Celil Refik Kaya, of Turkey, emerged victorious in the finals of the
JoAnn Falletta International Guitar Competition in Kleinhans Music Hall
on Saturday night.
Petrit Ceku, of Croatia, came in second, and Ekachai Jearakul, of Thailand, was third.
Kaya's prize is $10,000, a valuable Spanish guitar and engagements
with the Round Top Music Festival in Texas and the Virginia Symphony.
Ceku took the $3,500 second prize, and Jearakul took the $1,000 third prize.
The three guitarists who made the cut for the finals did their best to influence the seven judges' decision.
But the judges weren't the only ones they needed to persuade, because
the audience was choosing their favorite performer via the ballot box
and the Buffalo Philharmonic Orchestra had their own Musicians Choice
Award to hand out.
Though Kaya won the competition, Ceku won musicians and audience awards as the top guitarist in separate voting.
Before the three began their efforts, the judges — all professional
guitarists — banded together to play arrangements of two pieces (Ernesto
Nazareth's "Brejeiro" and Stepan Rak's "Rumba") for the audience. It
was a pleasant-enough diversion but they could have used a more forceful
boost from the sound system to make the kind of impact they deserved.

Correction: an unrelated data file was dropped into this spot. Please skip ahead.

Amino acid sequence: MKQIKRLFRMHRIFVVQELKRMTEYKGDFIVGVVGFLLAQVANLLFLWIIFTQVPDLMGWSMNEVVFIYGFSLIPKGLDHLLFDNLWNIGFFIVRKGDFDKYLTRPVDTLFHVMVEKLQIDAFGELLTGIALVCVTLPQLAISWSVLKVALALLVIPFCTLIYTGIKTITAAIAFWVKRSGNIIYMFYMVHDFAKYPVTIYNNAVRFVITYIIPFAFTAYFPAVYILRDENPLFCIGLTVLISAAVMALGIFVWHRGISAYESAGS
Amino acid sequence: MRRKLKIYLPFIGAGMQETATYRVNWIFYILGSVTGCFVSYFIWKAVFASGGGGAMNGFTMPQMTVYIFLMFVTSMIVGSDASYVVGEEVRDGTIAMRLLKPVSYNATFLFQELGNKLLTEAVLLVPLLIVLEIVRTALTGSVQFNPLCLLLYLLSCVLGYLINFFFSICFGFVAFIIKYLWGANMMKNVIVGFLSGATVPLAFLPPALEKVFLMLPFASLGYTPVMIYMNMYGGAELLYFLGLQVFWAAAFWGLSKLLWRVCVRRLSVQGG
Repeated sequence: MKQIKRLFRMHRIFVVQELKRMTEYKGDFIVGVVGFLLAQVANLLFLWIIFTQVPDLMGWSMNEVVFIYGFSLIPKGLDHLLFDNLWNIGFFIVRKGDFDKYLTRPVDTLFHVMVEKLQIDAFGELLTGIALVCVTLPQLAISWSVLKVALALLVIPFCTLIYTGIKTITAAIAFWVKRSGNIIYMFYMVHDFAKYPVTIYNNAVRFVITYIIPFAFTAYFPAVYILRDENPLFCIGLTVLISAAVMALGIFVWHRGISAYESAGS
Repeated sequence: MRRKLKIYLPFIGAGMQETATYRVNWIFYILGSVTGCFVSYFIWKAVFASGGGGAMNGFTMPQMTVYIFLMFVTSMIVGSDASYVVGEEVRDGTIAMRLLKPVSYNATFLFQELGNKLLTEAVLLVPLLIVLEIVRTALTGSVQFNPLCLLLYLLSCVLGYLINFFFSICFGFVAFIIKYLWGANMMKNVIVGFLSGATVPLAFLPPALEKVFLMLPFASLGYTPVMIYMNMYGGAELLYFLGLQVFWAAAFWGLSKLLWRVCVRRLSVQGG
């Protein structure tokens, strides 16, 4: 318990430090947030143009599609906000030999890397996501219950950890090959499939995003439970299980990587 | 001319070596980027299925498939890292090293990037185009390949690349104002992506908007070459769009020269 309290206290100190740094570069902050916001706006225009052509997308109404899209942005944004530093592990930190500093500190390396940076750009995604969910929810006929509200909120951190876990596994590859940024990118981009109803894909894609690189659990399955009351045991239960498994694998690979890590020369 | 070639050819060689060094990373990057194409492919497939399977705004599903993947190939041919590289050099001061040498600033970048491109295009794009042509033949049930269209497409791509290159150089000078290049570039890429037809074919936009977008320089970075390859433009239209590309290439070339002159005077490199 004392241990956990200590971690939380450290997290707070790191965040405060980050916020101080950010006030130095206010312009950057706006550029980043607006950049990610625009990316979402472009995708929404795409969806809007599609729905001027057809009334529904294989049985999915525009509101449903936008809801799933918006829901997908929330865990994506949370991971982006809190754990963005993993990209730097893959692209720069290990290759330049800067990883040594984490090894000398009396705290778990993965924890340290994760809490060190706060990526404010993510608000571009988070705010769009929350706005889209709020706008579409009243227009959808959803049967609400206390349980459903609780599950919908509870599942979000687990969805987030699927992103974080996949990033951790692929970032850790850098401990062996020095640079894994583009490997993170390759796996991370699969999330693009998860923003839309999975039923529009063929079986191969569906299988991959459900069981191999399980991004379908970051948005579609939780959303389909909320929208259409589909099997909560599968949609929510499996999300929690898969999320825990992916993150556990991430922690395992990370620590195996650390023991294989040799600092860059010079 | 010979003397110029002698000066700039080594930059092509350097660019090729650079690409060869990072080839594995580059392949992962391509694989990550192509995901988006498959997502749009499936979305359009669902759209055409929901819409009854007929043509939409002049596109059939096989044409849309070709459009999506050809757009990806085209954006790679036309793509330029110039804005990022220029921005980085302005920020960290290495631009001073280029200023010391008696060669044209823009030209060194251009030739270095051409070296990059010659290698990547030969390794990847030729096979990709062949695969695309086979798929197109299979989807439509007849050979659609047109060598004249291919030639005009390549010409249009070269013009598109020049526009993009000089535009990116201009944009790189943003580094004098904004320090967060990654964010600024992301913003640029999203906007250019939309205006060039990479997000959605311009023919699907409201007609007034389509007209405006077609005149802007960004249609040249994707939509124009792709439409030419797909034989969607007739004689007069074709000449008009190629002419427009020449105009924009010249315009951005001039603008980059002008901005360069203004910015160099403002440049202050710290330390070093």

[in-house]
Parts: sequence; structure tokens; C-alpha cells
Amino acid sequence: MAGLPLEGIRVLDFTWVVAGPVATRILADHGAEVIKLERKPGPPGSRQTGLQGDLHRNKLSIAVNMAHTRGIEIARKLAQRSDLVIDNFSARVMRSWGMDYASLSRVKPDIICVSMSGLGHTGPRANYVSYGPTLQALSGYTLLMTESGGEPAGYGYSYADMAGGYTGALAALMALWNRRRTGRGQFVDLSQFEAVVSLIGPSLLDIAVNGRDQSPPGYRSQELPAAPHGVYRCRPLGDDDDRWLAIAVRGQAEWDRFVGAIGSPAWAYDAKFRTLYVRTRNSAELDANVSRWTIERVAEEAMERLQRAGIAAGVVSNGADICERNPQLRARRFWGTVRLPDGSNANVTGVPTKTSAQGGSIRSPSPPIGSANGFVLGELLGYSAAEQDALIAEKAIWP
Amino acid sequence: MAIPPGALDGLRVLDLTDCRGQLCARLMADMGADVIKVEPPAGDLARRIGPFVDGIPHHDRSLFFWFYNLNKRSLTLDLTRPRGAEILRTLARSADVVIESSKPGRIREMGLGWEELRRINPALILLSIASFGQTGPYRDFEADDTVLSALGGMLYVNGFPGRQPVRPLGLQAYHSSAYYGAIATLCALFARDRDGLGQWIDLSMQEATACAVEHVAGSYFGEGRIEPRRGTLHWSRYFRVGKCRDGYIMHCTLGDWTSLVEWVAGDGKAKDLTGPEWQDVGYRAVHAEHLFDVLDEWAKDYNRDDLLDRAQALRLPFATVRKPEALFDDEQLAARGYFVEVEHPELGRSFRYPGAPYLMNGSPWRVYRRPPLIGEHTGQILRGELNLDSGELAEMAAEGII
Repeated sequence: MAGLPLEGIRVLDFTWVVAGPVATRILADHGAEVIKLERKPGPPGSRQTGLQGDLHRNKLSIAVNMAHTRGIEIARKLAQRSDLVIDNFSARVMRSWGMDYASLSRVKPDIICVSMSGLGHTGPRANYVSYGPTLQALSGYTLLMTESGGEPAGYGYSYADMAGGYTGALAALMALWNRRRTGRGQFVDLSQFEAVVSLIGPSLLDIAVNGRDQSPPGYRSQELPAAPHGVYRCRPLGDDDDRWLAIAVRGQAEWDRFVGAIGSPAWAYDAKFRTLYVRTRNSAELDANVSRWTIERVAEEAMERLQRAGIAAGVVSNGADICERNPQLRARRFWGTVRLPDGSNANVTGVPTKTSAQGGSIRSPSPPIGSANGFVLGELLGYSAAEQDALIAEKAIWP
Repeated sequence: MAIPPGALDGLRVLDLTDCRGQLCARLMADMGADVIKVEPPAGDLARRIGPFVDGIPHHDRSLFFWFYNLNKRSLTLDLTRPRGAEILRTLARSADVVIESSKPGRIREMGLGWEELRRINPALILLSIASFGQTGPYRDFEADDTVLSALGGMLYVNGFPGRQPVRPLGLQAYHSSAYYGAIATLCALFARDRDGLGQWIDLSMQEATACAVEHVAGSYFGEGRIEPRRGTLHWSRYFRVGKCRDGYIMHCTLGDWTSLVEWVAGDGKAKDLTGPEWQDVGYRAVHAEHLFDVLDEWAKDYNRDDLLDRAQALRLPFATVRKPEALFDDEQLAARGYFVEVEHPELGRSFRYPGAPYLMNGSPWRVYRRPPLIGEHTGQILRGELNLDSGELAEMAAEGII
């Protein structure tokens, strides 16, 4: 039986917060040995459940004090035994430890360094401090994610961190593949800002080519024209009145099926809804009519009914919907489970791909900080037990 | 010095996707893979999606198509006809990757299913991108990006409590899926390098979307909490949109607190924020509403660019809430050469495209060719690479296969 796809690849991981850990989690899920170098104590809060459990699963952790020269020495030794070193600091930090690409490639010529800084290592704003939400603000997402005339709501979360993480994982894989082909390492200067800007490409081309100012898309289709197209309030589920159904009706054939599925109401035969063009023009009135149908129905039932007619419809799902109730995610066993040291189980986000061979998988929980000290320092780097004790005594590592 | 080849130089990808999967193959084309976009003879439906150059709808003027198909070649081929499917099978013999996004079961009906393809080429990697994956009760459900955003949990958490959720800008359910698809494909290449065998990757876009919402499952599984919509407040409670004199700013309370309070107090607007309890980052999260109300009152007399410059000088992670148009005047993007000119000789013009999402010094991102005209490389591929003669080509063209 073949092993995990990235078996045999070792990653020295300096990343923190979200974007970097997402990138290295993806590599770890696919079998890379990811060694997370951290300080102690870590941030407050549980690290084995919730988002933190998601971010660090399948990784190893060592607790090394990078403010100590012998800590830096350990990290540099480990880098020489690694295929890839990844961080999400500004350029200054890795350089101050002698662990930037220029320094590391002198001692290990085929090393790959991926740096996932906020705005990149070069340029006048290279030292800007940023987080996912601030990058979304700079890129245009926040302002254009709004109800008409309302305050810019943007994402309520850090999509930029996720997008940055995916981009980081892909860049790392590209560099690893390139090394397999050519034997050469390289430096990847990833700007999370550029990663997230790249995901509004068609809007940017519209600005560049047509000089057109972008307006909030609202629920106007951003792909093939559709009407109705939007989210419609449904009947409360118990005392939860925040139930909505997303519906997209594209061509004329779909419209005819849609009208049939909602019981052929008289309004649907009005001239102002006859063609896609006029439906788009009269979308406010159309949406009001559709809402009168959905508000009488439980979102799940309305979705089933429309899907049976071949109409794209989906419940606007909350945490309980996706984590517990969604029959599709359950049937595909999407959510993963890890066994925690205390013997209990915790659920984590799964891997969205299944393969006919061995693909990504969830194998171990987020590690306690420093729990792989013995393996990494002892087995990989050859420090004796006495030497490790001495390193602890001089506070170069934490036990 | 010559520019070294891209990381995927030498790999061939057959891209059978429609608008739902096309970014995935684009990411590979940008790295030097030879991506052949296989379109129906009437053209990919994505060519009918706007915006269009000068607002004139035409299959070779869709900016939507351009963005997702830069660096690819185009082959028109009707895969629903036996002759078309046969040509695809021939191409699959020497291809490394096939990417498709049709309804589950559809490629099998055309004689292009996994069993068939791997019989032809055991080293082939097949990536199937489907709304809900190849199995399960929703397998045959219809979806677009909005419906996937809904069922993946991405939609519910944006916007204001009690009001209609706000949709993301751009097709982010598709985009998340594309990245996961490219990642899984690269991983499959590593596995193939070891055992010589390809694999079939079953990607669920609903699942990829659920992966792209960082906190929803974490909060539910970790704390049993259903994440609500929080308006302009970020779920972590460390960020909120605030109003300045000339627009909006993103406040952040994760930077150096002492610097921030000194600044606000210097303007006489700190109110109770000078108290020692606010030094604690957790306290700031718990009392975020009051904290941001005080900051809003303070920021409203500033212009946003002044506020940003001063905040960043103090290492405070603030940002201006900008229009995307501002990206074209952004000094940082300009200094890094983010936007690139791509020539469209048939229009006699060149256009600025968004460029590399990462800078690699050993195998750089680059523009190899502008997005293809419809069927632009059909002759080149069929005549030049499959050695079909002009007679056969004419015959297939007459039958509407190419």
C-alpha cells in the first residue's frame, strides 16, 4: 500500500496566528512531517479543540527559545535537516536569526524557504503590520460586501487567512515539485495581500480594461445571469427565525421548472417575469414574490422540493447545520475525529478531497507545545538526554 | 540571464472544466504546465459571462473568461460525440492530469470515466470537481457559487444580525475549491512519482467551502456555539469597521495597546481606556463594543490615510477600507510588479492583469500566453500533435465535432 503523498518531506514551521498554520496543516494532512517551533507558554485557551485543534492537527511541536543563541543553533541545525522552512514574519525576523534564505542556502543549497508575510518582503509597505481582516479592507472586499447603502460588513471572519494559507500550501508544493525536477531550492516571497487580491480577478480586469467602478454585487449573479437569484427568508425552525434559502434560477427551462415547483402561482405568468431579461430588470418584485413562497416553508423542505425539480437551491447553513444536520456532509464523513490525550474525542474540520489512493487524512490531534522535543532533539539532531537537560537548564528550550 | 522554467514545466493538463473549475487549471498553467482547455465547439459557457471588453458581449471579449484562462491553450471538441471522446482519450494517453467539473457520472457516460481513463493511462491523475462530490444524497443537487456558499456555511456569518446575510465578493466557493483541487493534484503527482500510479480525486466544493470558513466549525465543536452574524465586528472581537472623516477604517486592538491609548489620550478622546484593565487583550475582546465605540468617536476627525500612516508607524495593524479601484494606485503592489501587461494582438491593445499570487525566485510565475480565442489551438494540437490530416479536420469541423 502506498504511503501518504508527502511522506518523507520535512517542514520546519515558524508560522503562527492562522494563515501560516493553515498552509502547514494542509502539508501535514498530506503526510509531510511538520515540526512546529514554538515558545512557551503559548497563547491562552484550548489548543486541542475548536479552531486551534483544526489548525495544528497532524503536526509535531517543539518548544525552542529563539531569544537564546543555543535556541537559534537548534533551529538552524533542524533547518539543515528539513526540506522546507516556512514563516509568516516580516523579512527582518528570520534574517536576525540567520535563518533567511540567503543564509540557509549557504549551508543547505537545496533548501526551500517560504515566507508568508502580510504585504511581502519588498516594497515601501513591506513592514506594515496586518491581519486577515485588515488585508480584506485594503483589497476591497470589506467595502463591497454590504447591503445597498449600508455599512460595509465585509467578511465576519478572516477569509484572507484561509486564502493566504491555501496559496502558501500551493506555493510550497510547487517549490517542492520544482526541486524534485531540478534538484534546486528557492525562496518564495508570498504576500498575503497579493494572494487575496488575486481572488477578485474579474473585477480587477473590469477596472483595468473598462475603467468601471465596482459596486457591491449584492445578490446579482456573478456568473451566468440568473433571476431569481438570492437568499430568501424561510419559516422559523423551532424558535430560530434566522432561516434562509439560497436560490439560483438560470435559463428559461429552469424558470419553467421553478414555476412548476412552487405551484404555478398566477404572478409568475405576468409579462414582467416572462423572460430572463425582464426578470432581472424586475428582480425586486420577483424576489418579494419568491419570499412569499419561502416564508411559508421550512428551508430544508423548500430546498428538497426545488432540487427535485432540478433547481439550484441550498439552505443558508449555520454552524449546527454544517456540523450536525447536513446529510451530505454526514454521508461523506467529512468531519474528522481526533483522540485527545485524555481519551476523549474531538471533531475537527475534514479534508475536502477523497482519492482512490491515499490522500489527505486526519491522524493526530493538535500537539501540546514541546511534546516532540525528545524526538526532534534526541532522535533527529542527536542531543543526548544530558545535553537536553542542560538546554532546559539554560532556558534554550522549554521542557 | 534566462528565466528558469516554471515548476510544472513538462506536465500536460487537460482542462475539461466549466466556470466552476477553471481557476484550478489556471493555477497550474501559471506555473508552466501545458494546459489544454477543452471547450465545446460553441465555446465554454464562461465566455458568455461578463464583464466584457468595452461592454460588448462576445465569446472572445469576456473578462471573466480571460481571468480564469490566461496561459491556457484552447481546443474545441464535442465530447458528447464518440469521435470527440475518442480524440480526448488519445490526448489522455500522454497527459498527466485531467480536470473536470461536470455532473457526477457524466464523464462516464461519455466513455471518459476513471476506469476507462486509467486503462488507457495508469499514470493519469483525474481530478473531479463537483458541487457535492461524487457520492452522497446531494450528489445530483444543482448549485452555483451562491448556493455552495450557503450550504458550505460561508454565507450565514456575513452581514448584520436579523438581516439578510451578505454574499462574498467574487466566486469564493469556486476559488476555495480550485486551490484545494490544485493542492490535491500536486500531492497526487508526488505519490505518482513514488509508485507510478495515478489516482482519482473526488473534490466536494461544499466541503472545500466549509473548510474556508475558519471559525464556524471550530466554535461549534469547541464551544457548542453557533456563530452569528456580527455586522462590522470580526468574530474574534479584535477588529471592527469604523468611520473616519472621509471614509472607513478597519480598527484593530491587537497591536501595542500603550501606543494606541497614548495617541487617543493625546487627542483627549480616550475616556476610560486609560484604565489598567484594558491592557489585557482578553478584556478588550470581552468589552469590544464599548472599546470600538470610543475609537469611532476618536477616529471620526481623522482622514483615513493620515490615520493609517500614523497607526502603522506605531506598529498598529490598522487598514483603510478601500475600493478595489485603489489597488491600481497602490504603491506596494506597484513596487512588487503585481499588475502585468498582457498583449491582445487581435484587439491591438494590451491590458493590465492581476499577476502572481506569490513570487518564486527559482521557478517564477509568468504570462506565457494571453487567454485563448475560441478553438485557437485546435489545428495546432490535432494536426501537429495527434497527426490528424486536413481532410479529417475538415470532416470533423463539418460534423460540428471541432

This year, a twist was added to the competition's format. In addition
to each guitarist having to perform a concerto from a selected list,
each got a chance to play a solo piece best demonstrating their
Thailand's Jearakul, the first guitarist to take the stage, and Ceku,
the Croatian, who had the third slot, chose safe, audience-friendly,
well-known works by Joaquin Rodrigo that needed a bit of "oomph" to make
them stand out from the thousands of performances each piece had
acquired through the years.
Jearakul's take on the "Fantasia para un Gentilhombre" and Ceku's
performance of the "Concierto de Aranjuez" both had their points, with
the former being more straightforward and contained in his
interpretation and the latter a bit more physical and outwardly
Ennio Morricone's "Love Theme from Cinema Paradiso" was a
pleasant-enough solo piece for Jearakul to end up with but Ceku's
rendition of Isaac Albeniz's more familiar "Malaguena" was greeted with a
bit more enthusiasm by the audience.
Kaya, the competition's winner and the youngest among the finalists
also was the one who, it could be said, may have taken the biggest
chances. Roberto Sierra's "Folia" is an intensely focused piece that
deserves more performances. The fact that Kaya's choice made "Folia" a
New York premiere was a point in his favor because there were no
preconceptions that the audience could make about the piece. Sierra's
presence in the audience was another bonus.
As a solo piece, Kaya chose Astor Piazzolla's "Primavera Porteno,"
one of the four tango-oriented works that made up Piazzolla's musical
portrait of the seasons in Buenos Aires.
The one constant throughout the evening was Falletta's conducting and
the way the BPO responded to her every gesture. Both of them are gems
in Western New York's musical life and it was good to hear them in top
The Buffalo contest is held every two years as a friendly competition
among prominent classical guitarists, but a victory can do a lot for
the career of a young player.